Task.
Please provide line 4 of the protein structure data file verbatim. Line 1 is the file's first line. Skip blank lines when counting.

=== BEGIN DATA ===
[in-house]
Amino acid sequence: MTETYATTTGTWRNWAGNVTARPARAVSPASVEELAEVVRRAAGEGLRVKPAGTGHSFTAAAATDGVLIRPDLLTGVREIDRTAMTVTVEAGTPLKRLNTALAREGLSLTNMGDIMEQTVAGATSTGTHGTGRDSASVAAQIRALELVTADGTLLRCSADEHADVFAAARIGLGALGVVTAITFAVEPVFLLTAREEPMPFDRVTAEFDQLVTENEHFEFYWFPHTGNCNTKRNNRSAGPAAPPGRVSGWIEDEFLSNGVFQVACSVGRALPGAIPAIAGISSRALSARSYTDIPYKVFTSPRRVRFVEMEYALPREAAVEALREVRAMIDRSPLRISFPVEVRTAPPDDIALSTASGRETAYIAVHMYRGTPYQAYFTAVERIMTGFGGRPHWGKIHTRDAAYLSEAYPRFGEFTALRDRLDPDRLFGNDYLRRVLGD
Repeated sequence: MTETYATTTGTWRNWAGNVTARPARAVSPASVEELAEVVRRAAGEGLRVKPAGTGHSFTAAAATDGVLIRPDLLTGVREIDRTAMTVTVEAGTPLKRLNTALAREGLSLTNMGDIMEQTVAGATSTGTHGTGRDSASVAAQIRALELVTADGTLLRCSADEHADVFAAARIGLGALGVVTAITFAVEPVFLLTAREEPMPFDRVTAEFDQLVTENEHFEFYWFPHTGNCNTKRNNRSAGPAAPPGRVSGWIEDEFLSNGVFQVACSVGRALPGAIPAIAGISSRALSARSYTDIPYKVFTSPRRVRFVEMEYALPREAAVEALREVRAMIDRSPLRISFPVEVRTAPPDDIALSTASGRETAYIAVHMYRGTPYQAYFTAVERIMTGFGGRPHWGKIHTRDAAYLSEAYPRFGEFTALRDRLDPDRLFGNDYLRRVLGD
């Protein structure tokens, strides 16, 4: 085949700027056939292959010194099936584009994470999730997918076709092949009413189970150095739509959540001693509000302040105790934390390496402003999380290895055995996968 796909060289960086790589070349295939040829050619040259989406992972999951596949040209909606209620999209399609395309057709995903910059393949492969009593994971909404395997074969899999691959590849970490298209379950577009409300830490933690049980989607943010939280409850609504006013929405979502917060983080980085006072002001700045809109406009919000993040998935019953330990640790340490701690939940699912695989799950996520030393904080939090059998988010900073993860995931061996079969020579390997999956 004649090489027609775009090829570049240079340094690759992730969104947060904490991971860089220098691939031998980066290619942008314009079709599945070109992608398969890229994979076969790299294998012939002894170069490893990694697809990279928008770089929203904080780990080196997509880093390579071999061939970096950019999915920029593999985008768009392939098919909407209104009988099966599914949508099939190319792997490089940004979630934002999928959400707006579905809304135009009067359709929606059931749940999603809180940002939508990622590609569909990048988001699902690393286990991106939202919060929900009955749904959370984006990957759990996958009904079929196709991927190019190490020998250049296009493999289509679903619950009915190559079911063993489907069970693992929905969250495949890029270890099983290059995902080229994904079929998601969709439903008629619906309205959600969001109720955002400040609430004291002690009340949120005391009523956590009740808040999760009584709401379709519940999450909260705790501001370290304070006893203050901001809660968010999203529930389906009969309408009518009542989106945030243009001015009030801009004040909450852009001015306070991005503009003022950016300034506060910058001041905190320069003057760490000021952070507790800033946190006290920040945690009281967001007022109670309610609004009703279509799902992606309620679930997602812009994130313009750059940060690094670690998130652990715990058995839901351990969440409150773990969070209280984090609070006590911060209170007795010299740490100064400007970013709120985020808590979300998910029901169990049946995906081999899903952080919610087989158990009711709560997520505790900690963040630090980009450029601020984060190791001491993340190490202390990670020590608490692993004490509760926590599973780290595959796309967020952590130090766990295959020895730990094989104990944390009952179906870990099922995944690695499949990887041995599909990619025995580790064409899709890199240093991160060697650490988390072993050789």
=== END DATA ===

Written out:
């Protein structure tokens, strides 16, 4: 085949700027056939292959010194099936584009994470999730997918076709092949009413189970150095739509959540001693509000302040105790934390390496402003999380290895055995996968 796909060289960086790589070349295939040829050619040259989406992972999951596949040209909606209620999209399609395309057709995903910059393949492969009593994971909404395997074969899999691959590849970490298209379950577009409300830490933690049980989607943010939280409850609504006013929405979502917060983080980085006072002001700045809109406009919000993040998935019953330990640790340490701690939940699912695989799950996520030393904080939090059998988010900073993860995931061996079969020579390997999956 004649090489027609775009090829570049240079340094690759992730969104947060904490991971860089220098691939031998980066290619942008314009079709599945070109992608398969890229994979076969790299294998012939002894170069490893990694697809990279928008770089929203904080780990080196997509880093390579071999061939970096950019999915920029593999985008768009392939098919909407209104009988099966599914949508099939190319792997490089940004979630934002999928959400707006579905809304135009009067359709929606059931749940999603809180940002939508990622590609569909990048988001699902690393286990991106939202919060929900009955749904959370984006990957759990996958009904079929196709991927190019190490020998250049296009493999289509679903619950009915190559079911063993489907069970693992929905969250495949890029270890099983290059995902080229994904079929998601969709439903008629619906309205959600969001109720955002400040609430004291002690009340949120005391009523956590009740808040999760009584709401379709519940999450909260705790501001370290304070006893203050901001809660968010999203529930389906009969309408009518009542989106945030243009001015009030801009004040909450852009001015306070991005503009003022950016300034506060910058001041905190320069003057760490000021952070507790800033946190006290920040945690009281967001007022109670309610609004009703279509799902992606309620679930997602812009994130313009750059940060690094670690998130652990715990058995839901351990969440409150773990969070209280984090609070006590911060209170007795010299740490100064400007970013709120985020808590979300998910029901169990049946995906081999899903952080919610087989158990009711709560997520505790900690963040630090980009450029601020984060190791001491993340190490202390990670020590608490692993004490509760926590599973780290595959796309967020952590130090766990295959020895730990094989104990944390009952179906870990099922995944690695499949990887041995599909990619025995580790064409899709890199240093991160060697650490988390072993050789």